The pathway to the CHRO role runs almost exclusively through a top Human Resources Business Partner role. 42% of the Fortune 200 new CHROs were in an HRBP role prior to being tapped for the top Human Resources job. An additional 42% previously served as a Chief Human Resources Officer or Chief People Officer. Just 12% of Fortune 200 new CHROs served in a Center of Excellence (COE) immediately prior to their appointment, a mix of talent, compensation, and Human Resources operations roles.
Trend #7: The CHRO’s “Second Act”
Outright retirement is a rarity for outgoing Chief Human Resources Officers where 27% of outgoing Fortune 200 CHROs retired without plans to continue employment elsewhere. A surprising 50% of outgoing CHROs moved into a new CHRO role or equivalent, the majority of which (55%) moved to a smaller company as measured by the company’s market capitalization. An additional 16% serve on Board(s) and/or are independent consultants. 2020 examples include:
• Brent Hyder, previously Chief People Officer of Gap, Inc. (Fortune 199), joined Salesforce (Fortune 190) as the President and Chief People Officer.
• Diane Gherson, previously Chief Human Resources Officer of International Business Machines (IBM, Fortune 38) serves on two boards: SemperVirens Venture Capital, a fund that invests in workforce, healthcare, and financial technology companies, and Ping Identity. Diane additionally joined the faculty of Harvard Business School.
• Dawn Rogers, previously of Pfizer (Fortune 64) serves as Managing Director to American Securities portfolio companies on HR and organizational design.
About the Research
We produced this information by analyzing the Fortune 200 organizations (based on the 2020 Fortune 500 list) and publicly available information for Chief Executive Officers, Chief Financial Officers, and Chief Human Resources Officers. We additionally spoke with many Chief Human Resources Officers and their teams within the Fortune 200 to validate data where publicly available information was not available.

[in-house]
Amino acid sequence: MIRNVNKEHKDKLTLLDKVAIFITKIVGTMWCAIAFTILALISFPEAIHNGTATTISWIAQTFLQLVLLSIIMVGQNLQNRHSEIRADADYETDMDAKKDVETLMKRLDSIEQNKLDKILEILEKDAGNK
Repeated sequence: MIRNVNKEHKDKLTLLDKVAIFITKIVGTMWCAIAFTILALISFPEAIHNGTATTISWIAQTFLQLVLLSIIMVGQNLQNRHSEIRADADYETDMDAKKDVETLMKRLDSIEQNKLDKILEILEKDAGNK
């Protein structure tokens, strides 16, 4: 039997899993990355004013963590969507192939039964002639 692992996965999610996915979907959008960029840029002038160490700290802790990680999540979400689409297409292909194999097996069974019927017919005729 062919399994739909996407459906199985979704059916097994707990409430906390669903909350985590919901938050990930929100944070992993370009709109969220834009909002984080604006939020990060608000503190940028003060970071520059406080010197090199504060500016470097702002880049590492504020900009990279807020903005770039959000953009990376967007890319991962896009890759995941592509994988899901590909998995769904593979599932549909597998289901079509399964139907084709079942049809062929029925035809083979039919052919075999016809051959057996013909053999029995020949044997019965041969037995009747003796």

In total, 181 organizations had a sitting, identifiable CHRO at the time of this report. The trends highlight those 181 organizations of the Fortune 200. Some organizations, such as Berkshire Hathaway, do not have a sitting Chief Human Resources Officer. In those situations, we did not include the company in the analysis.
1) 19 companies in the Fortune 200 did not have a verifiable or sitting incumbent CHRO at the time of this analysis. Examples include Berkshire Hathaway and AutoNation. These 19 companies were excluded from the analysis.
2) Carmen Fernandez previously served as a CHRO for a Marsh and McLennan Companies organization, Guy Carpenter.
3) Larger in this context is defined as revenue based on 2020 figures. In 2019, 100% of external CHRO successors moved to a company that was larger than the predecessor company.
4) Based on leadership team designations displayed on company websites.
More About The Author:
- Zac Upchurch, Chief Operating Officer, Talent Strategy Group
- Zac joined the Talent Strategy Group in 2016 and now directs the daily operations of the firm, including strategy, planning, and finance, across all of TSG businesses. Zac also leads the firm’s relationships with premier clients globally and consults with select clients worldwide.